If you’ve made it this far in this post, let me just stress, this is an album for every lover of progressive rock, rock, or music in general. Let me be blunt—if you have not preordered this album, you should. There is so much delicacy and beauty in this release that it could never be captured fully by the words of a reviewer or a fanboy.

I was, admittedly, disappointed that PROG decided to place Marillion on the cover of its most recent issue. I write this as a dedicated fan for well over two decades of that band. I have everything Marillion has produced, with a special love of “Afraid of Sunlight,” an album that helped me survive the death of a daughter and work through the inconceivable despair of losing a child. But, my guess is that the editors of PROG, ten years from now, will regret their decision. Marillion is excellent, and I have no doubt that the new album is something special. But, the new release from Big Big Train is something well beyond the best of prog. It is prog, but it is also, plainly put, prog at its absolute best. It is music at its best. It is art at its best. It is, simply put, beauty at its best. A decade from now, the editors of PROG will lament their decision of 2012. They will realize they could’ve featured not just a great release, but perhaps the definitive rock release of our era.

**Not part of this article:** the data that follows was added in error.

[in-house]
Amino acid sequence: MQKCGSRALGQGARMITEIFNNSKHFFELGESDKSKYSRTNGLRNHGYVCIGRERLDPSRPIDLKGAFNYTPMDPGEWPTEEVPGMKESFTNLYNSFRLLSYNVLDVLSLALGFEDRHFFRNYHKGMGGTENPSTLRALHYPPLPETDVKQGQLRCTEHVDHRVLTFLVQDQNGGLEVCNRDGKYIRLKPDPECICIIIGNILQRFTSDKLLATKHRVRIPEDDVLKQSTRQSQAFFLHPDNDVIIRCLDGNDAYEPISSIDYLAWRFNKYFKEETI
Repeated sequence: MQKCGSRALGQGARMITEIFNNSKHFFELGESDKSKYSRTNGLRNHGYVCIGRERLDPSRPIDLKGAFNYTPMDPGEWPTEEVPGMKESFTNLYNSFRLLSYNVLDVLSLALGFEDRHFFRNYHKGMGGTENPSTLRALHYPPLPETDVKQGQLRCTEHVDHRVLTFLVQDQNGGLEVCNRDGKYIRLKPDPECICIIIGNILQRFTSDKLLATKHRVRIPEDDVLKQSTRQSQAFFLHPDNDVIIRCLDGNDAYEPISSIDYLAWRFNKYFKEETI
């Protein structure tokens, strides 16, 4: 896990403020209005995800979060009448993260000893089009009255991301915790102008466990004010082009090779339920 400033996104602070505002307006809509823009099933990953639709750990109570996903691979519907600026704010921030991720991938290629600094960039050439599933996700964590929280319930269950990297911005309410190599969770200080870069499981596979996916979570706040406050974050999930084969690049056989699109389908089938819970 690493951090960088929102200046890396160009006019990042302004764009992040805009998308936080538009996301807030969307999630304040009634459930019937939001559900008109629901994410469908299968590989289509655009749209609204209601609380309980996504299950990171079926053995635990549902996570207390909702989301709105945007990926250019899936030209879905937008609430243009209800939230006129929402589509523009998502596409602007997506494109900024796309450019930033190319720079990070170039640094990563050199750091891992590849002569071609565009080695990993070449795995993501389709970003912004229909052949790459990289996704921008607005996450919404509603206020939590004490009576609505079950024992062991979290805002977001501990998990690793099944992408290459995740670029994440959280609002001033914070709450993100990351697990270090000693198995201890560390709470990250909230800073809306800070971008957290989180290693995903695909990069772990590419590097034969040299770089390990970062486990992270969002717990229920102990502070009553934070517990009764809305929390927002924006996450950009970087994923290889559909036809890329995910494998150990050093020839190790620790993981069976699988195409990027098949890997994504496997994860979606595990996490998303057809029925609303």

I do not exaggerate (though I’m quite capable of doing so) when I write, this is not only the best release of a prog album since “Spirit of Eden” in 1988, it is a great, great work of art. It is the “Selling England by the Pound” of our generation.

The album as a whole beckons us to enter into an English mythos. Though I’ve yet to describe the final three songs of English Electric Part One, I can assure the reader that the listener ends not somewhere in England, but somewhere on the edge of eternity itself, peering into its wonders. Best of all, he finds himself there not alone, but with his faithful canine companion. Each of us lingers, close to the edge, full of purpose and almost completed happiness.

But, an explanation of this remains for our next post, to appear on September 2.

Spawton, Longdon, and Co. have proven that England is truly here and now.

The Imaginative Conservative is proud to embrace and promote the art of Big Big Train, a band that believes in making beautiful things. They are not only fine musicians, but they are also very fine men. They have decided to bypass the corporate world of conformist, profit-driven drivel and cookie-cutter music. As creative artists and entrepreneurs, they can only do this with the support of their listeners. Please support them by purchasing their CDs or legally downloading their music. All of BBT’s music is available from their own website.

Books mentioned in this essay may be found in The Imaginative Conservative Bookstore.